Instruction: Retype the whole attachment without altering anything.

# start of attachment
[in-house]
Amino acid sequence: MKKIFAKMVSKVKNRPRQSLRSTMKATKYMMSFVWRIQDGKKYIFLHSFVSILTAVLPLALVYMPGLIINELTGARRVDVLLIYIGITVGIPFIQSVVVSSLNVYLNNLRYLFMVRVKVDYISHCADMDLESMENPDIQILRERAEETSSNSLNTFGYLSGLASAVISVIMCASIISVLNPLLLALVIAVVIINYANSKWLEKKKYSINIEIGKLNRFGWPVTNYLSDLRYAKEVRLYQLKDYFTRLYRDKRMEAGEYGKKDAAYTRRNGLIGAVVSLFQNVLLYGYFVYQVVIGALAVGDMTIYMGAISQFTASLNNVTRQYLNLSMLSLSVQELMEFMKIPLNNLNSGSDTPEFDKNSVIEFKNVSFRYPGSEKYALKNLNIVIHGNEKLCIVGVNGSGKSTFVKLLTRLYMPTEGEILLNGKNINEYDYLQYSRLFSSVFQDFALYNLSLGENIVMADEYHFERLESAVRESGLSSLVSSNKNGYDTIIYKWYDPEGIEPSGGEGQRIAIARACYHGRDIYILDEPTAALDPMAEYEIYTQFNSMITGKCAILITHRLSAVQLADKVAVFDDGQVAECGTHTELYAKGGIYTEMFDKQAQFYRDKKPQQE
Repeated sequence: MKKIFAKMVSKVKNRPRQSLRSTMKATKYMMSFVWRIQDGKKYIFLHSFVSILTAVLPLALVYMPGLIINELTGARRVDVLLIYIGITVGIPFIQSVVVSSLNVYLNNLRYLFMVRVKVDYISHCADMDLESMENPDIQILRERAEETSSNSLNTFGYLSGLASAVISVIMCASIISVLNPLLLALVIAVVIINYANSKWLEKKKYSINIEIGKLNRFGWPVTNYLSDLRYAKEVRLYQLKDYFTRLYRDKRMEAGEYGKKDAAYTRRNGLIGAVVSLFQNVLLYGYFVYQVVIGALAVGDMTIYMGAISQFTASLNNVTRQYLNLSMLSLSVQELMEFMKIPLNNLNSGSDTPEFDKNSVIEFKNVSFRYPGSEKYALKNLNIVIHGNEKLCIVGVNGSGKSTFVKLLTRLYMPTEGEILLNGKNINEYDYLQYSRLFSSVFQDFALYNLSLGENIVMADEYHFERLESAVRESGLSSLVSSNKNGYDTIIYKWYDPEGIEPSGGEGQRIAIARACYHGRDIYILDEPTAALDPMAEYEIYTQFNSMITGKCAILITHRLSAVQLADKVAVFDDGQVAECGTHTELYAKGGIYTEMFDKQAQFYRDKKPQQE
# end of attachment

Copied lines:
[in-house]
Amino acid sequence: MKKIFAKMVSKVKNRPRQSLRSTMKATKYMMSFVWRIQDGKKYIFLHSFVSILTAVLPLALVYMPGLIINELTGARRVDVLLIYIGITVGIPFIQSVVVSSLNVYLNNLRYLFMVRVKVDYISHCADMDLESMENPDIQILRERAEETSSNSLNTFGYLSGLASAVISVIMCASIISVLNPLLLALVIAVVIINYANSKWLEKKKYSINIEIGKLNRFGWPVTNYLSDLRYAKEVRLYQLKDYFTRLYRDKRMEAGEYGKKDAAYTRRNGLIGAVVSLFQNVLLYGYFVYQVVIGALAVGDMTIYMGAISQFTASLNNVTRQYLNLSMLSLSVQELMEFMKIPLNNLNSGSDTPEFDKNSVIEFKNVSFRYPGSEKYALKNLNIVIHGNEKLCIVGVNGSGKSTFVKLLTRLYMPTEGEILLNGKNINEYDYLQYSRLFSSVFQDFALYNLSLGENIVMADEYHFERLESAVRESGLSSLVSSNKNGYDTIIYKWYDPEGIEPSGGEGQRIAIARACYHGRDIYILDEPTAALDPMAEYEIYTQFNSMITGKCAILITHRLSAVQLADKVAVFDDGQVAECGTHTELYAKGGIYTEMFDKQAQFYRDKKPQQE
Repeated sequence: MKKIFAKMVSKVKNRPRQSLRSTMKATKYMMSFVWRIQDGKKYIFLHSFVSILTAVLPLALVYMPGLIINELTGARRVDVLLIYIGITVGIPFIQSVVVSSLNVYLNNLRYLFMVRVKVDYISHCADMDLESMENPDIQILRERAEETSSNSLNTFGYLSGLASAVISVIMCASIISVLNPLLLALVIAVVIINYANSKWLEKKKYSINIEIGKLNRFGWPVTNYLSDLRYAKEVRLYQLKDYFTRLYRDKRMEAGEYGKKDAAYTRRNGLIGAVVSLFQNVLLYGYFVYQVVIGALAVGDMTIYMGAISQFTASLNNVTRQYLNLSMLSLSVQELMEFMKIPLNNLNSGSDTPEFDKNSVIEFKNVSFRYPGSEKYALKNLNIVIHGNEKLCIVGVNGSGKSTFVKLLTRLYMPTEGEILLNGKNINEYDYLQYSRLFSSVFQDFALYNLSLGENIVMADEYHFERLESAVRESGLSSLVSSNKNGYDTIIYKWYDPEGIEPSGGEGQRIAIARACYHGRDIYILDEPTAALDPMAEYEIYTQFNSMITGKCAILITHRLSAVQLADKVAVFDDGQVAECGTHTELYAKGGIYTEMFDKQAQFYRDKKPQQE